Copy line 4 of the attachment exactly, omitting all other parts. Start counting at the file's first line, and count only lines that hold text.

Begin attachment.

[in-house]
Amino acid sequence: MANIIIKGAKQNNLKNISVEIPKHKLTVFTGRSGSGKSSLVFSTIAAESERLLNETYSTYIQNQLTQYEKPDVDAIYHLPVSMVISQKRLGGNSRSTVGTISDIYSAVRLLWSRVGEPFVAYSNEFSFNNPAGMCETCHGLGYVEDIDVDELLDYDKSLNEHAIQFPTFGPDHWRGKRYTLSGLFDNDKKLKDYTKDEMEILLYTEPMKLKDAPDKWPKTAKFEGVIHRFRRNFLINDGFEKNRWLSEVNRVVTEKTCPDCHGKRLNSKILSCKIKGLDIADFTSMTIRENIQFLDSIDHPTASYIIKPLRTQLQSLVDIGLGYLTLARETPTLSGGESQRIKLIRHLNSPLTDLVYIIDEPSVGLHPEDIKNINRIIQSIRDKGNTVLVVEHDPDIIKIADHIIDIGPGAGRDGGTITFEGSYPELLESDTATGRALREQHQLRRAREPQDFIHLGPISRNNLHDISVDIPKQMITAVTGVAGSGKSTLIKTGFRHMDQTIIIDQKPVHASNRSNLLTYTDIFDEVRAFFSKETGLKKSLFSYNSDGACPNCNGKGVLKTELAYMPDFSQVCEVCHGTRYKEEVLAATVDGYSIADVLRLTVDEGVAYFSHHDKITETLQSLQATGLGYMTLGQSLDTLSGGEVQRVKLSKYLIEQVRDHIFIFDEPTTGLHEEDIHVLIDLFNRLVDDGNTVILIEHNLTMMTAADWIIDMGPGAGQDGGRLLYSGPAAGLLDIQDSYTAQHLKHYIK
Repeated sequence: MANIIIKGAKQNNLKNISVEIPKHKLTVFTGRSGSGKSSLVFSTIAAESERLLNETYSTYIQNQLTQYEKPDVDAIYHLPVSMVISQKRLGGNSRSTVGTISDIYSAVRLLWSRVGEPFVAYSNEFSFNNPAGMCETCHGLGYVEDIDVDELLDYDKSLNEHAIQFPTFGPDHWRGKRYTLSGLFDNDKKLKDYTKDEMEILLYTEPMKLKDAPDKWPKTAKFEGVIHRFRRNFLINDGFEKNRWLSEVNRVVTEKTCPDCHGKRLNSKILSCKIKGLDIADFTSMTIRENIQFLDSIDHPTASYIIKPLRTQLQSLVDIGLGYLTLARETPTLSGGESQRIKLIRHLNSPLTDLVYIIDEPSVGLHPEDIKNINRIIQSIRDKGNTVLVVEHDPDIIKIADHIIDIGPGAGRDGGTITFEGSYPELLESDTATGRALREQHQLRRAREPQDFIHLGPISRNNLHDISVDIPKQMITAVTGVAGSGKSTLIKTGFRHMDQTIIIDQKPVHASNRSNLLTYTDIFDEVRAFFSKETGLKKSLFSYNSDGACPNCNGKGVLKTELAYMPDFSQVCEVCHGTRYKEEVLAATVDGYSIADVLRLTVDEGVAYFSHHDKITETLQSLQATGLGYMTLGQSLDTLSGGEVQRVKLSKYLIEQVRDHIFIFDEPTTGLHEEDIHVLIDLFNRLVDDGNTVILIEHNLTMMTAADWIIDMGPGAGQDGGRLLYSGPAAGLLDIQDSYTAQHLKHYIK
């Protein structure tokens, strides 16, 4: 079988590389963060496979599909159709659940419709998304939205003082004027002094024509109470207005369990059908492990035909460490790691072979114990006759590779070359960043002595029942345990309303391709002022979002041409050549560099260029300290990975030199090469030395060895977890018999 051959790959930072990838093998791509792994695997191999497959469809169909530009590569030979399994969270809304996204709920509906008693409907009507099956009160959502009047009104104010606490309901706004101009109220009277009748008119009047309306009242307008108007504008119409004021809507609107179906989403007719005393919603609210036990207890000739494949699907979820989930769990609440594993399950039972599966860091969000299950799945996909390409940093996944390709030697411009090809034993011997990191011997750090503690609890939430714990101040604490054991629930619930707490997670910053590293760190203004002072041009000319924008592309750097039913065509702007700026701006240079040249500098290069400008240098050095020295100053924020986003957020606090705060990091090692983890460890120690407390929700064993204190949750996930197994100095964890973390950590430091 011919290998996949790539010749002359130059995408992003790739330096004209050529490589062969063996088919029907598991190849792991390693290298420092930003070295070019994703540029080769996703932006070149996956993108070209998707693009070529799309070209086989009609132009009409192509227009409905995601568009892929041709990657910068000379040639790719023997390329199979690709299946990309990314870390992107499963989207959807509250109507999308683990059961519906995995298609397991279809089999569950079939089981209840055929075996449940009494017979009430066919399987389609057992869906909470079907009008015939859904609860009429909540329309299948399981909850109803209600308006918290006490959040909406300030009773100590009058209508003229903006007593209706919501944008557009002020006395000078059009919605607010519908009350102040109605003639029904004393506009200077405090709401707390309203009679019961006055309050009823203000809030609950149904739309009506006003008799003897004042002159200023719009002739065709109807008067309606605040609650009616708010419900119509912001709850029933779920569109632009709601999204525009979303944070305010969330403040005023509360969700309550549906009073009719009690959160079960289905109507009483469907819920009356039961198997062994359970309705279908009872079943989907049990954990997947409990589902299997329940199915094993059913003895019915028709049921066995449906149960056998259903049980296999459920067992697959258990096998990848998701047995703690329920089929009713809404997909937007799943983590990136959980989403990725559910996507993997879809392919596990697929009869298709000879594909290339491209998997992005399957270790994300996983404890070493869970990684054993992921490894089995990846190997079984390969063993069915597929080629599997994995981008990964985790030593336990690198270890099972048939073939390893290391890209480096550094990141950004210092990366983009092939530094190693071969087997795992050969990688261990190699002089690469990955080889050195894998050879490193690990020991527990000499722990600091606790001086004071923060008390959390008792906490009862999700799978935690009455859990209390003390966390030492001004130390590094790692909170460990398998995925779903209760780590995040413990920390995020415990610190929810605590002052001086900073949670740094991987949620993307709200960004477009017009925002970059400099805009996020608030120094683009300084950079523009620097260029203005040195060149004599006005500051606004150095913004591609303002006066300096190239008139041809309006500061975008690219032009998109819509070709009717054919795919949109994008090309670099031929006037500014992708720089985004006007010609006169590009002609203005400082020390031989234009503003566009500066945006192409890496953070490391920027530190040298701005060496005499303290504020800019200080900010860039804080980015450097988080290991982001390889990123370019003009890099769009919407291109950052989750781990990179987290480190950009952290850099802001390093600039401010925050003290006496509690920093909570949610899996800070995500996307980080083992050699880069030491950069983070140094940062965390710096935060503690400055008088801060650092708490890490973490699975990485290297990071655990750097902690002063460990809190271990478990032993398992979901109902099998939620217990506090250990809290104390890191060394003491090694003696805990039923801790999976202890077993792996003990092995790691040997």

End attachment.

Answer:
């Protein structure tokens, strides 16, 4: 079988590389963060496979599909159709659940419709998304939205003082004027002094024509109470207005369990059908492990035909460490790691072979114990006759590779070359960043002595029942345990309303391709002022979002041409050549560099260029300290990975030199090469030395060895977890018999 051959790959930072990838093998791509792994695997191999497959469809169909530009590569030979399994969270809304996204709920509906008693409907009507099956009160959502009047009104104010606490309901706004101009109220009277009748008119009047309306009242307008108007504008119409004021809507609107179906989403007719005393919603609210036990207890000739494949699907979820989930769990609440594993399950039972599966860091969000299950799945996909390409940093996944390709030697411009090809034993011997990191011997750090503690609890939430714990101040604490054991629930619930707490997670910053590293760190203004002072041009000319924008592309750097039913065509702007700026701006240079040249500098290069400008240098050095020295100053924020986003957020606090705060990091090692983890460890120690407390929700064993204190949750996930197994100095964890973390950590430091 011919290998996949790539010749002359130059995408992003790739330096004209050529490589062969063996088919029907598991190849792991390693290298420092930003070295070019994703540029080769996703932006070149996956993108070209998707693009070529799309070209086989009609132009009409192509227009409905995601568009892929041709990657910068000379040639790719023997390329199979690709299946990309990314870390992107499963989207959807509250109507999308683990059961519906995995298609397991279809089999569950079939089981209840055929075996449940009494017979009430066919399987389609057992869906909470079907009008015939859904609860009429909540329309299948399981909850109803209600308006918290006490959040909406300030009773100590009058209508003229903006007593209706919501944008557009002020006395000078059009919605607010519908009350102040109605003639029904004393506009200077405090709401707390309203009679019961006055309050009823203000809030609950149904739309009506006003008799003897004042002159200023719009002739065709109807008067309606605040609650009616708010419900119509912001709850029933779920569109632009709601999204525009979303944070305010969330403040005023509360969700309550549906009073009719009690959160079960289905109507009483469907819920009356039961198997062994359970309705279908009872079943989907049990954990997947409990589902299997329940199915094993059913003895019915028709049921066995449906149960056998259903049980296999459920067992697959258990096998990848998701047995703690329920089929009713809404997909937007799943983590990136959980989403990725559910996507993997879809392919596990697929009869298709000879594909290339491209998997992005399957270790994300996983404890070493869970990684054993992921490894089995990846190997079984390969063993069915597929080629599997994995981008990964985790030593336990690198270890099972048939073939390893290391890209480096550094990141950004210092990366983009092939530094190693071969087997795992050969990688261990190699002089690469990955080889050195894998050879490193690990020991527990000499722990600091606790001086004071923060008390959390008792906490009862999700799978935690009455859990209390003390966390030492001004130390590094790692909170460990398998995925779903209760780590995040413990920390995020415990610190929810605590002052001086900073949670740094991987949620993307709200960004477009017009925002970059400099805009996020608030120094683009300084950079523009620097260029203005040195060149004599006005500051606004150095913004591609303002006066300096190239008139041809309006500061975008690219032009998109819509070709009717054919795919949109994008090309670099031929006037500014992708720089985004006007010609006169590009002609203005400082020390031989234009503003566009500066945006192409890496953070490391920027530190040298701005060496005499303290504020800019200080900010860039804080980015450097988080290991982001390889990123370019003009890099769009919407291109950052989750781990990179987290480190950009952290850099802001390093600039401010925050003290006496509690920093909570949610899996800070995500996307980080083992050699880069030491950069983070140094940062965390710096935060503690400055008088801060650092708490890490973490699975990485290297990071655990750097902690002063460990809190271990478990032993398992979901109902099998939620217990506090250990809290104390890191060394003491090694003696805990039923801790999976202890077993792996003990092995790691040997």